Cheap drones and countermeasures: What worries experts about the future of warfare

Cheap drones and countermeasures: What worries experts about the future of warfare

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Recent developments have made it easier than ever to acquire military grade drones, and the U.S. needs to focus on developing counter-drone measures, experts said Friday at the Aspen Security Forum in Aspen, Colorado.

“We do see this as a growing problem, because if you look at the availability of inexpensive drones, you find that the violent extremist organizations that we battle around the globe have easy access to this technology,” Sen. Joni Ernst, R-Iowa, and Ranking Member on the Senate Armed Services Committee, said. “They don’t need to develop anything. All they need to do is hop on Amazon, and they can buy a $300 drone that can be used against an adversary. And so it is a real concern.”

Ernst and Rep. Jason Crow, D-Colo, a member of the House Committee on Armed Services, discussed developments concerning drone technology and the need for countermeasures. 

Ernst noted that China and Russia have started to focus on “swarm technology,” a concept discussed in U.S. Air Force papers and defined as “a group of autonomous networked small unmanned aircraft systems operating collaboratively to achieve common objectives.” The goal of such approaches focuses on overwhelming a target and “saturating its defenses.” 

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“It’s not just the one-offs that are being purchased on the internet, but now we have near-peer adversaries that are developing swarm technology where they can use 100 or 200 different drones — highly, highly evolved drones that can attack our service members on the battlefield,” she said. 

Developing AI to better utilize such technologies would remain important as the U.S. explores these kinds of weapons as well, Crow added. 

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“We have some really big unanswered questions, too, that we have to have some public debate about,” he said. “That’s just not the technology and the investment, but we have to have a discussion around what is the role of AI going to be, because we have discussions as a democracy and we have, we would take into consideration the moral and ethical implications of drones and ways that some of our adversaries do not.”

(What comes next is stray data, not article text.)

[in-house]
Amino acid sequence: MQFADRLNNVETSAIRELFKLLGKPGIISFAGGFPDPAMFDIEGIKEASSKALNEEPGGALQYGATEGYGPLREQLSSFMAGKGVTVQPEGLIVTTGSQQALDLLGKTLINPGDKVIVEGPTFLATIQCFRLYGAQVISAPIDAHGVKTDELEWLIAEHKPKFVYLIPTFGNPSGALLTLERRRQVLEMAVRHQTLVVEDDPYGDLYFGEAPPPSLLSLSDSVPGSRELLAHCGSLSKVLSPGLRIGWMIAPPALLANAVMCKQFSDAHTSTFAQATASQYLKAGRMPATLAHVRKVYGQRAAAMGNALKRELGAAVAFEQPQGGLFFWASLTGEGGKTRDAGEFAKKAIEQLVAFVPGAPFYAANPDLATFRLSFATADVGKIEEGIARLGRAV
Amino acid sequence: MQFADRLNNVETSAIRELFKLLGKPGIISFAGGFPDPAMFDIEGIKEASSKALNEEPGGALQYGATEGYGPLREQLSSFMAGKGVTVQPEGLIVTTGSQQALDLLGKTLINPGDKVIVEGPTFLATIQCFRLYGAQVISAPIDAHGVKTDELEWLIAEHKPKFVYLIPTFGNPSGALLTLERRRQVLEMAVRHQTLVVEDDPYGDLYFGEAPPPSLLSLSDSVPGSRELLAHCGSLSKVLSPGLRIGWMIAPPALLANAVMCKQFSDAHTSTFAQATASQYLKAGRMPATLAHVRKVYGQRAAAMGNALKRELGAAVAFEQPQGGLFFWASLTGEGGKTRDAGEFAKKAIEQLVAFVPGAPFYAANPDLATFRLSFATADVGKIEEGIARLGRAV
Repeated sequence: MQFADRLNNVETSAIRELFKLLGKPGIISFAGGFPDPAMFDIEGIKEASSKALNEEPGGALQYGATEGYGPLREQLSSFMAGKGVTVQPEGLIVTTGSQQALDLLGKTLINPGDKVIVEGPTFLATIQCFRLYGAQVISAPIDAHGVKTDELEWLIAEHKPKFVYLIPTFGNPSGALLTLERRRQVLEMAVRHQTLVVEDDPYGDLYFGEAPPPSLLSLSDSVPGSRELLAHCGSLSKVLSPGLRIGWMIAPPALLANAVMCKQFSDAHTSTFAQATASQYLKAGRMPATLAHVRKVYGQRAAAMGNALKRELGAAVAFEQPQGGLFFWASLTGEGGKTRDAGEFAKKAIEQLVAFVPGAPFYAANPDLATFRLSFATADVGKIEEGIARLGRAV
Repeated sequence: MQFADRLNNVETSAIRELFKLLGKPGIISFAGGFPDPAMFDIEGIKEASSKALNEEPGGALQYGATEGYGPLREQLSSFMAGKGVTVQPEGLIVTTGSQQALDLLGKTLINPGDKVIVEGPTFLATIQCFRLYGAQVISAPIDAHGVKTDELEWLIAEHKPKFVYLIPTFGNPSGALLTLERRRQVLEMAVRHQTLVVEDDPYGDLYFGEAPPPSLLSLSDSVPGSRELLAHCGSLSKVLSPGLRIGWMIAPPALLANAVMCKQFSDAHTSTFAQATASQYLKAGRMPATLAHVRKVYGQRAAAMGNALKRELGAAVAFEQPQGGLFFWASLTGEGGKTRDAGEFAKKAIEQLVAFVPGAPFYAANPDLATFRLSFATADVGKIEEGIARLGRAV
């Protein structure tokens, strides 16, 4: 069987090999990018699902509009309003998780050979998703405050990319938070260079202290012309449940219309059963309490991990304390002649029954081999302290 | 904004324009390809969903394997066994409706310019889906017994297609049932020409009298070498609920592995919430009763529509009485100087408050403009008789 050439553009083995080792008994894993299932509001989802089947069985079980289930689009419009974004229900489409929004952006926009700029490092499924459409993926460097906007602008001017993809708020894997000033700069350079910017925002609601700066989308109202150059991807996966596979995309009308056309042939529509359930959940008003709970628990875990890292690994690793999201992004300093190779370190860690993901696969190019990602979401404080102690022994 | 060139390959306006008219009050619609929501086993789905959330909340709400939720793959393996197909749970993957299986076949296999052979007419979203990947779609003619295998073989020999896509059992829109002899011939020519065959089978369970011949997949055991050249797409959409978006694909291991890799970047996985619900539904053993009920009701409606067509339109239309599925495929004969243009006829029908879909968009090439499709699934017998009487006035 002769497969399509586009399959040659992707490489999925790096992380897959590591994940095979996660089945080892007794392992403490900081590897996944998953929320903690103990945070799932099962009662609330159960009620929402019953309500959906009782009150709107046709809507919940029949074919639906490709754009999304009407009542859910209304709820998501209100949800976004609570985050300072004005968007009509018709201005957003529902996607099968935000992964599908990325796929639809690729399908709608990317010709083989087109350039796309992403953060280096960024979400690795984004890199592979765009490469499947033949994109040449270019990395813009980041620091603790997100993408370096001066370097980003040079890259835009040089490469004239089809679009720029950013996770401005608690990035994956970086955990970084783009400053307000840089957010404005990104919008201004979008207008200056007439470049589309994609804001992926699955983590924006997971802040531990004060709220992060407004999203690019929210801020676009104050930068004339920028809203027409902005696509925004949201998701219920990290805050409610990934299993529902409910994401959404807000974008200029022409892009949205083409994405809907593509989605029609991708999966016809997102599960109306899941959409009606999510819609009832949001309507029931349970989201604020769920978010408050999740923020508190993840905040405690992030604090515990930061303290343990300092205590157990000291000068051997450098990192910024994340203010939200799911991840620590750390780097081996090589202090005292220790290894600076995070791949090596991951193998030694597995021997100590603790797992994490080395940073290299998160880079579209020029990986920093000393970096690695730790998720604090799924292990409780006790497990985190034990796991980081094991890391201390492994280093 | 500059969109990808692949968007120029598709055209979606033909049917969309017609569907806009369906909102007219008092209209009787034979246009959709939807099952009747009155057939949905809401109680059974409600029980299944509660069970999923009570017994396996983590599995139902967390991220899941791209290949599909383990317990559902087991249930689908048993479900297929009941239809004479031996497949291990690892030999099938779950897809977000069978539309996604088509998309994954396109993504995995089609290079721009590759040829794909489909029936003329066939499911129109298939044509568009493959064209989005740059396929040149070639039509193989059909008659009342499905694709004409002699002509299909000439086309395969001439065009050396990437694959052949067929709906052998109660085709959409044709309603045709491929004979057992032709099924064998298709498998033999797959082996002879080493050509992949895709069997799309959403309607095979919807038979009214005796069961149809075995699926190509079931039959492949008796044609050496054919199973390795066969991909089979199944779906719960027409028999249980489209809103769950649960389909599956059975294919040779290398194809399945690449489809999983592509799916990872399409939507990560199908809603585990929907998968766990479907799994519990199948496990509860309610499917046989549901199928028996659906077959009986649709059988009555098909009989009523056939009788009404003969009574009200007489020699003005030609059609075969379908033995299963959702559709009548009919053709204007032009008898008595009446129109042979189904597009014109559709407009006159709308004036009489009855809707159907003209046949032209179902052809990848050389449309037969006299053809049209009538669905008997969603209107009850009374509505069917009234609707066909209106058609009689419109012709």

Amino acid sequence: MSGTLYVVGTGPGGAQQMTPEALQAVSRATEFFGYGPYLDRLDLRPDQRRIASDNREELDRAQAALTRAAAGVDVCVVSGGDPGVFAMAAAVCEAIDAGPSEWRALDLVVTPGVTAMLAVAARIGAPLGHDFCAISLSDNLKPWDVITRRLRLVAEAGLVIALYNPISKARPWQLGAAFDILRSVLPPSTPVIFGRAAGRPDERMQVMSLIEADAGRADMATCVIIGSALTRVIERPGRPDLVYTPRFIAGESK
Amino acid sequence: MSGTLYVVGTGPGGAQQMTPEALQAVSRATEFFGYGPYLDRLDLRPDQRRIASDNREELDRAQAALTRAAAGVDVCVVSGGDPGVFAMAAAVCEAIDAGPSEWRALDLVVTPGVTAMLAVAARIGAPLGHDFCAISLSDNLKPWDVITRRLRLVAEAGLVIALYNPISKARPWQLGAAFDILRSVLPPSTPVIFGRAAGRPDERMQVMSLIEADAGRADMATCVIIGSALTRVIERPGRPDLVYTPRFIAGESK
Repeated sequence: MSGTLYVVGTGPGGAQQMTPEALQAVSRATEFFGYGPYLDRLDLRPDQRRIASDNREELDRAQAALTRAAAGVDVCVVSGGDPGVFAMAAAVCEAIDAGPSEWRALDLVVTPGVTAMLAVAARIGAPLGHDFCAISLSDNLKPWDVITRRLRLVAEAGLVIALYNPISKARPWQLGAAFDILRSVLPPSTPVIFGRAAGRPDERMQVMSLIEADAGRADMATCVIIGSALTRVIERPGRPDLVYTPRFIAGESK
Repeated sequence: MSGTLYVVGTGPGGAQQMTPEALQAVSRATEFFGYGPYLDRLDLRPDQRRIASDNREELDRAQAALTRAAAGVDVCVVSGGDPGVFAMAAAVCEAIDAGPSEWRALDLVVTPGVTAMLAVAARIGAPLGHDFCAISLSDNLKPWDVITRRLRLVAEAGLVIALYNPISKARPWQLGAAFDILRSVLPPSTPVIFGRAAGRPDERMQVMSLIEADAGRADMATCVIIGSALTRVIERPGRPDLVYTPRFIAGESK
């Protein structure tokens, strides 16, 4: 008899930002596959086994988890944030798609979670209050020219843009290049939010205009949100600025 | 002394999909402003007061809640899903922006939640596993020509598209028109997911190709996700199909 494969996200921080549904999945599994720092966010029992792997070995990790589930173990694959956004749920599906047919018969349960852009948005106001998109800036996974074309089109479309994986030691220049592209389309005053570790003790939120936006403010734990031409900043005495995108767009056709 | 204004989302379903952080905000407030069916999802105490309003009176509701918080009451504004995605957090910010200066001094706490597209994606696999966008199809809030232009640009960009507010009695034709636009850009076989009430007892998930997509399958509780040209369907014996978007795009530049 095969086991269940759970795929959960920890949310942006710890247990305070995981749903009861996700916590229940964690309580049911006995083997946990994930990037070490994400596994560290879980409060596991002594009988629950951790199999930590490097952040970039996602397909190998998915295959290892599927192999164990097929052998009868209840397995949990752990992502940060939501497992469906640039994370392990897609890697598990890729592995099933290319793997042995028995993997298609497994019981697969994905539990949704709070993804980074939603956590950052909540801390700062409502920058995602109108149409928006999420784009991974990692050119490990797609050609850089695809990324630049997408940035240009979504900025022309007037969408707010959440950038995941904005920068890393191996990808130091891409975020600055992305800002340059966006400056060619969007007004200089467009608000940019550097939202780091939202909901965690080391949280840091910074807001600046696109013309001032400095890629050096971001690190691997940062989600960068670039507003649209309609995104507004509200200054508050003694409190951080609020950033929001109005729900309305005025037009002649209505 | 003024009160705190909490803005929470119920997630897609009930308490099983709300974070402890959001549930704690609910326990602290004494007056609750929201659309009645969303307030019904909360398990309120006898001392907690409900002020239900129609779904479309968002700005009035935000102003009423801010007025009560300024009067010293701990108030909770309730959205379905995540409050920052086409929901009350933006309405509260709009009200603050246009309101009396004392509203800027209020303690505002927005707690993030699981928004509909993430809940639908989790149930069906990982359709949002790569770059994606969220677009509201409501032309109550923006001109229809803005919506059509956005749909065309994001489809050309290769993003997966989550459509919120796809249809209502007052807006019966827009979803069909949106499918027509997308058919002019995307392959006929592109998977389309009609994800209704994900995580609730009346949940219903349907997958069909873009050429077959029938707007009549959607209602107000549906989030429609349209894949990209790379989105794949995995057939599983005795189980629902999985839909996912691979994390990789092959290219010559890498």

Introducing AI into the discussion also raises the question as to what role humans have “in the kill chain,” as removing people can help speed up decision-making and targeting in combat scenarios, Crow explained. 

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“As we look at great power competition, our engagement in PACOM (United States Indo-Pacific Command) and what the scenarios for engagement and some of the war planning look like, that is an essential part of the debate that remains unanswered,” he said. 

Ernst also described the need to develop interoperable systems to handle the new landscape of air combat, especially with an eye towards Iran and its capabilities. 

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“With the threat that Iran poses, not only are we looking at missile defense, but now because of the drone threat, it’s air defense in a way that we haven’t had to think of before,” she said. “So we actually do have a bicameral, bipartisan act that would allow our secretary of defense to work with a number of allies and partners in coming up with interoperability systems that are tied together as far as air and missile defense throughout the Middle East and again, directed at protecting against the threat that Iran poses.”

The Wall Street Journal reported that the Federal Aviation Administration projected the number of unnamed drones in U.S. airspace to quadruple from 110,000 to 450,000 in 2022.